Tuesday, May 15, 2007
First night of SwissQuake last evening, a gorgeous day at the Issue Project Room site along the Gowanus Canal; cool, breezy, clear. Odd thing after the show was that the musical MVP turned out to be the sole American, the above-pictured Tim Barnes.
Four sets. The first a lovely, delicate trio with Barnes, Jason Kahn and Christian Weber, some 20 minutes of sustained quiet tension, very well handled. Next was the biggest disappointment of the night, a duo with Gunter Muller and Norbert Moslang. It was exactly like what one could have heard from the two five years ago except sapped of any vigor, of anything but going through the motions. I've enjoyed Gunter's recent solo work more than some (not saying that it's up to snuff with his best music by any means but I think it has its own virtues) and while I can't say the same of Moslang, I'm told he's done excellent solo sets in the recent past. Hard to say whether last night's music from the two is par for the current course or an anomaly.
After a short break came the highlight of the set, a fantastic duo with Tim Barnes and Tomas Korber. Miles apart from the set they did at ErstQuake in 2005, this was a quiet, super-intense performance, Barnes restricting himself to a large-ish (24" or so) gong, Korber in ultra-restrained mode on his electonics and guitar. In two sections, the first drone-y with soft scrapes and taps on the gong, the second, itchily active (though still quiet), with small rattles, rustles, bangs and clatter. Tough to describe otherwise except that it absolutely stood out as some seriously good music. Lastly was the Signal Quintet made up of the five Swiss musicians, a set that had its peaks and valleys but was ultimately unsatisfying; nice work throughout from Kahn, though.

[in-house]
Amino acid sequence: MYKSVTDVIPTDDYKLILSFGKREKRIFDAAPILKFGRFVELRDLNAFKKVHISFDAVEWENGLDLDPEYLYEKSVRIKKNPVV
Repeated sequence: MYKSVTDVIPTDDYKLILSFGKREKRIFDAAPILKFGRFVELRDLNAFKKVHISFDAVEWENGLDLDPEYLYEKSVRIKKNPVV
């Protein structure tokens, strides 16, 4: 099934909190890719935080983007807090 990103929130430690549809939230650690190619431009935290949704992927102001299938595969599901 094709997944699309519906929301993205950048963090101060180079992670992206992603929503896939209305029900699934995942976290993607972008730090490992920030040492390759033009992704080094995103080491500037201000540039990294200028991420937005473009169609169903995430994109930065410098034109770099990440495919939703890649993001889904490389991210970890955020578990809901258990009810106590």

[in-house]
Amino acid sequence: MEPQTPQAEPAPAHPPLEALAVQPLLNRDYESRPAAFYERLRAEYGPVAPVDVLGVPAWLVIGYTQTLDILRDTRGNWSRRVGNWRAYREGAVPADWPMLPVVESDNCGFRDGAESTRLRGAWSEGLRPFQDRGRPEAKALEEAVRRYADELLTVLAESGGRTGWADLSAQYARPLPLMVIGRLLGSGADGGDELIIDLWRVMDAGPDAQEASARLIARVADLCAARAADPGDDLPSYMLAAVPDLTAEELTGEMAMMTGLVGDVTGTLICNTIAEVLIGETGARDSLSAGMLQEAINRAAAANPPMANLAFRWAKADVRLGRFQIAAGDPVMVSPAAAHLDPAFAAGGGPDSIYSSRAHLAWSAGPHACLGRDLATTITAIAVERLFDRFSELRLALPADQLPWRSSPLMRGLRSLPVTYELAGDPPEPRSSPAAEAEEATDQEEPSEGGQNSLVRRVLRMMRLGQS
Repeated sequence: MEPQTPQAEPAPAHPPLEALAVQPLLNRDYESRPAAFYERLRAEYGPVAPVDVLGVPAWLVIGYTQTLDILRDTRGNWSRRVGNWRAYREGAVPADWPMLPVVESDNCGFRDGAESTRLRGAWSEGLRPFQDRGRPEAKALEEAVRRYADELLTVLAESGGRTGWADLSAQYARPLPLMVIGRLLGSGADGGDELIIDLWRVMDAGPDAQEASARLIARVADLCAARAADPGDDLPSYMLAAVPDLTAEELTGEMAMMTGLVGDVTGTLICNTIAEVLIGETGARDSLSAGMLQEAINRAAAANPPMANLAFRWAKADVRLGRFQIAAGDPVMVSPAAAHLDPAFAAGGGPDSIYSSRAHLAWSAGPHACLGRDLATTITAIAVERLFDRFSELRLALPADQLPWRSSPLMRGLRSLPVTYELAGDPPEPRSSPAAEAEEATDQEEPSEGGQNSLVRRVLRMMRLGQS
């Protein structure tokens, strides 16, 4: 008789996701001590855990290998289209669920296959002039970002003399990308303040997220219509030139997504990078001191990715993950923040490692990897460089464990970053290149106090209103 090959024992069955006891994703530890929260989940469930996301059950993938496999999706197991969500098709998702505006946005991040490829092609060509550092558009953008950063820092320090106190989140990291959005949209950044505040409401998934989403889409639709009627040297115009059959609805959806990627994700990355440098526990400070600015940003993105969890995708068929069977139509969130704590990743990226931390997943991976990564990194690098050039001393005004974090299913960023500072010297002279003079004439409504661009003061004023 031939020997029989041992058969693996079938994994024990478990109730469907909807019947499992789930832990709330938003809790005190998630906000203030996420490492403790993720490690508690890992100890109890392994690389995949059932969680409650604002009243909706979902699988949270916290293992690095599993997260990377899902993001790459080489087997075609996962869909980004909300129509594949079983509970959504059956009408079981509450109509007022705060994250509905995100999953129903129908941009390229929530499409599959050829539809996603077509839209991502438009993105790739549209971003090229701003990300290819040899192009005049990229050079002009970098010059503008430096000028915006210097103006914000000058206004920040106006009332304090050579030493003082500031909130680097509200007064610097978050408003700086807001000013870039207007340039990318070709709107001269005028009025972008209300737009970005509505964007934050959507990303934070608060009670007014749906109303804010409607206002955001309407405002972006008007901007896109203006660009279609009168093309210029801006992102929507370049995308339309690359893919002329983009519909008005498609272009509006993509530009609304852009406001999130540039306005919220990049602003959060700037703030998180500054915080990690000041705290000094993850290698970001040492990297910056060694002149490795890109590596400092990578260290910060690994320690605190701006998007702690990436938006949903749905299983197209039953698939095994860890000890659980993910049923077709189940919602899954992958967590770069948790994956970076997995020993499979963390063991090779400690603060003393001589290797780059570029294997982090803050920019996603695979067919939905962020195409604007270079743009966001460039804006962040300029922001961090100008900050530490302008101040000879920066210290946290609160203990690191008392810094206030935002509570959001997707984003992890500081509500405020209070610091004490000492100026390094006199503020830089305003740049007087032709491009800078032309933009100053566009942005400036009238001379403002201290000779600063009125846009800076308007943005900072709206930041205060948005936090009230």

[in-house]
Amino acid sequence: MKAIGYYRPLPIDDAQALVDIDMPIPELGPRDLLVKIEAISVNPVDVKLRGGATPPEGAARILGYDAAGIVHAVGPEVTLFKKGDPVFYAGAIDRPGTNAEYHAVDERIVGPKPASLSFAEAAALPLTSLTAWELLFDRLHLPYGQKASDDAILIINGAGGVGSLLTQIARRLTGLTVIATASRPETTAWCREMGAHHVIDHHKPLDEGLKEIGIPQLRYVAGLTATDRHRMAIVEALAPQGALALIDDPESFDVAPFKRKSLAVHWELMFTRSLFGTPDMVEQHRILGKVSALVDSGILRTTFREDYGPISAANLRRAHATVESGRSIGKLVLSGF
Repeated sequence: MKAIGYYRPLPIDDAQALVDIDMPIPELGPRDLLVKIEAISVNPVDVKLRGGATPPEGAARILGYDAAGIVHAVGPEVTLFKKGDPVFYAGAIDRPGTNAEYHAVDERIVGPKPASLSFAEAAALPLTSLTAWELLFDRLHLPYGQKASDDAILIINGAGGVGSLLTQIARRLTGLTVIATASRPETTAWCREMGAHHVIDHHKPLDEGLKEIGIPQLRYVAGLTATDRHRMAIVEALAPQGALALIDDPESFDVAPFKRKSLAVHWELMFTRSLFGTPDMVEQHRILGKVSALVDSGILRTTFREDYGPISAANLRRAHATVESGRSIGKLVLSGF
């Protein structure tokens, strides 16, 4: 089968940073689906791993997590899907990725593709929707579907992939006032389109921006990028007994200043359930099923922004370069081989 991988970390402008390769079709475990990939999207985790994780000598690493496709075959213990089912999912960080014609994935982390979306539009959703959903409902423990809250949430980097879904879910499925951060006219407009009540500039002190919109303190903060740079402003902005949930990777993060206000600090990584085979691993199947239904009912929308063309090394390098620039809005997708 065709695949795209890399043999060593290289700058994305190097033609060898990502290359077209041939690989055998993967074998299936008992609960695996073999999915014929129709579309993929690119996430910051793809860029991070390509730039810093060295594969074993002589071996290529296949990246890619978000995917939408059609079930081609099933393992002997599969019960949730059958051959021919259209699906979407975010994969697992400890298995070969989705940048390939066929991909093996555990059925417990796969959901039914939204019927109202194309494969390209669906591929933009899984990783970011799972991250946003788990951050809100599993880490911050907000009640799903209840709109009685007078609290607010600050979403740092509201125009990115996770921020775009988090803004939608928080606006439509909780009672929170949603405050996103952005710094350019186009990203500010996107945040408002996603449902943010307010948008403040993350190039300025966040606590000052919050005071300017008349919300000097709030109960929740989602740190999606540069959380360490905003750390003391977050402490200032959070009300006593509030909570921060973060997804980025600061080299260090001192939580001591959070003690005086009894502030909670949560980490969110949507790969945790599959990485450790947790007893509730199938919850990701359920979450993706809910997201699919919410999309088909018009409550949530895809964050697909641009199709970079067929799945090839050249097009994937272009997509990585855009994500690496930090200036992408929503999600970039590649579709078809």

Some grief was dealt a while back at Bags for the notion, put forth nonchalantly by myself and others, that there was any sort of "Swiss-style" eai that could be so conveniently encapsulated. Well, while that's of course a generalization, there's more than a little truth in it. These guys are fairly well funded by Swiss arts councils and one has the gnawing suspicion that, in some cases at least, this may have led to a certain amount of relaxedness and loss of acuity in the music.
Tonight, the Signal Quintet will perform a 2-hour work by Jason Kahn, "Timelines". Talking with Korber about it last evening, it sounds fairly loose in structure, with broad areas sketched in for the players as to length, volume, general sonic character, etc., within which a good amount of improvisation takes place. We shall see.
Axel Dorner/Toshi Nakamura - Vorhernach (ftarri)
Klaus Filip/Toshi Nakamura - Aluk (IMJ)
Tarab (Eamon Sprod) - wind keeps even dust away (23five)
Tim Catlin - Radio Ghosts (23five)